Who got the Greenlease ransom?

Who got the Greenlease ransom?

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The Greenlease kidnapping

Robert C. Greenlease Sr. with his son, Robert C. Greenlease Jr., in 1953. (Associated Press file photo)

St. Louis native John Heidenry has given us a true-crime tale starring a pair of "sorry losers straight out of a bad pulp novel." So why should we care? Because the two sorry losers are Carl Hall and Bonnie Heady, the kidnappers and murderers of 6-year-old Bobby Greenlease of Kansas City in 1953.

Hall and Heady ended up in St. Louis. Two St. Louis police officers found them, along with $600,000 in ransom money that would be worth almost $5 million today. But somewhere along the line, half of the money disappeared. To this day, nobody knows for sure where it went.

In "Zero at the Bone" (subtitled "The Playboy, the Prostitute, and the Murder of Bobby Greenlease"), author Heidenry musters a lot of evidence that the two St. Louis cops handed the $300,000 to St. Louis mobster Joe Costello.

An earlier book - "A Grave for Bobby" by the late Post-Dispatch writer James Deakin - delved into the kidnapping, the murder and the missing money. But that book came out in 1990, almost two decades ago. It got so-so reviews and all but disappeared.

"Zero at the Bone" ought to do better, at least in St. Louis, where most of the story unwinds. After all, Heidenry has a new generation as an audience, a generation with only the haziest knowledge of a crime that gripped the entire nation in 1953. As Heidenry notes, the kidnapping, murder and missing money became the first crime given continuing national coverage by that new medium, network television news.

The playboy of the book's subtitle was Hall, who squandered a comfortable inheritance. The prostitute was Heady, who drank away a tidy nest egg. On Sept. 28, 1953, these sorry bumblers kidnapped young Greenlease, the son of a rich car dealer in Kansas City.

Heidenry writes that Hall and Heady swilled so much booze and popped so many pills that their instructions on dropping the ransom money were confusing and at times incoherent. But finally, the pair picked up the money and headed off to St. Louis. Heidenry traces their travels from bar to bar in the city's South Side, their drunken free spending and their boasting in the company of a cab driver.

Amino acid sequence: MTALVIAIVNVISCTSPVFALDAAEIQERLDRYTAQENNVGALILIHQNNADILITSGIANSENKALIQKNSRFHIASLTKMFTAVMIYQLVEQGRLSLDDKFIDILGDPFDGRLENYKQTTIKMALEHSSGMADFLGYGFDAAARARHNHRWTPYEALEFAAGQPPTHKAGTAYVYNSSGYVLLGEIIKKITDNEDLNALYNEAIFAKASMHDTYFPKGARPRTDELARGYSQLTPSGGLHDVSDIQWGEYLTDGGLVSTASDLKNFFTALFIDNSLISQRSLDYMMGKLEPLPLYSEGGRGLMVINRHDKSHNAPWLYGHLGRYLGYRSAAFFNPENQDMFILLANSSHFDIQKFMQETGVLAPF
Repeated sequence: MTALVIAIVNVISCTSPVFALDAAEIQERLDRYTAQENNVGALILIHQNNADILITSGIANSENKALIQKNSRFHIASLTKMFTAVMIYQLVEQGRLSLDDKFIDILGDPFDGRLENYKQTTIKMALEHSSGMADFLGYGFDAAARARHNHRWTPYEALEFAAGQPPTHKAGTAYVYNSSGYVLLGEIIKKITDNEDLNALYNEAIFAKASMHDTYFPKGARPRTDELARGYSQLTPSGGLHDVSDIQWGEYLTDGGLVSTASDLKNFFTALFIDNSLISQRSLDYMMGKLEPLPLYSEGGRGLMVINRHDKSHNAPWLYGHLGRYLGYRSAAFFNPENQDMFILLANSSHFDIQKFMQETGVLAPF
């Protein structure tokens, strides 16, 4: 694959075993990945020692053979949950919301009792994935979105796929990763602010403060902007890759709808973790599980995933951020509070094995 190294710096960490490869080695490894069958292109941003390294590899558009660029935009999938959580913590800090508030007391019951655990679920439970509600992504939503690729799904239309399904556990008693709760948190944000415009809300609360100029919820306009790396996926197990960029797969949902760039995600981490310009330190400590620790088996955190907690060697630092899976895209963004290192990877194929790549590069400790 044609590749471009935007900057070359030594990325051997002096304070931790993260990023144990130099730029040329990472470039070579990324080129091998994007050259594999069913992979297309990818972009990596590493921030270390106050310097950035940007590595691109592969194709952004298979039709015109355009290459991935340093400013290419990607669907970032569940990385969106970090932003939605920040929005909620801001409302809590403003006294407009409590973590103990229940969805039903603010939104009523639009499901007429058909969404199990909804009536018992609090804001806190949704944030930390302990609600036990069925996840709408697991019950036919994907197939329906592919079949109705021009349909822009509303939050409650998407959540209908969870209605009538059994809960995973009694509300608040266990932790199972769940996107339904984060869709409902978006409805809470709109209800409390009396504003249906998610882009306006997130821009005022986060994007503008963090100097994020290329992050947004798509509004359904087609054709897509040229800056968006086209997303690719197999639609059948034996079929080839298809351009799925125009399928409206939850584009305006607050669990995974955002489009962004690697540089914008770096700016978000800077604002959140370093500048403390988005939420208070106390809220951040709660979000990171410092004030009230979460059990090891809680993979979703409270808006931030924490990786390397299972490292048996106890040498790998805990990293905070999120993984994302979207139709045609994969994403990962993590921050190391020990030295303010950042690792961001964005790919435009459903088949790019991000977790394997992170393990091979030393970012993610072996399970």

The cabbie soon figured out that he was driving the Greenlease kidnappers. In Heidenry's account, the cabbie tipped off his cab company's owner: Costello, the mobster. In turn, Costello approached an old friend, Detective Lt. Louis Shoulders. On Oct. 6, Shoulders grabbed Patrolman Elmer Dolan. They arrested Hall and Heady. But Shoulders and Dolan turned in only half of the ransom money.

The wheels of justice all but spun in high gear for Hall and Heady. In mid-November, they stood trial in federal court in Kansas City. A week before Christmas 1953, the two were executed in the gas chamber at the Missouri State Penitentiary. The time span from crime to punishment ran for just a bit less than three months.

In workmanlike prose, Heidenry tells it all. Perhaps the most interesting angle of the story is how two sorry losers like Hall and Heady could pull off such a lucrative crime. Heidenry also writes about how the crime lives on through the missing money.

And in the last chapter, "The Greenlease Curse," he says the crime dogged those who rubbed up against it - people like Costello, Shoulders and Dolan, all of whom came to unhappy ends.

So did one of the key locales in the book, one of the hideouts for Hall and Heady and a place that fascinates author Heidenry: the Coral Courts Motel of less-than-blessed memory.

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'Zero at the Bone'

By John Heidenry

Published by St. Martin's, 230 pages, $25.99

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Harry Levins of Manchester retired in 2007 as senior writer of the Post-Dispatch.

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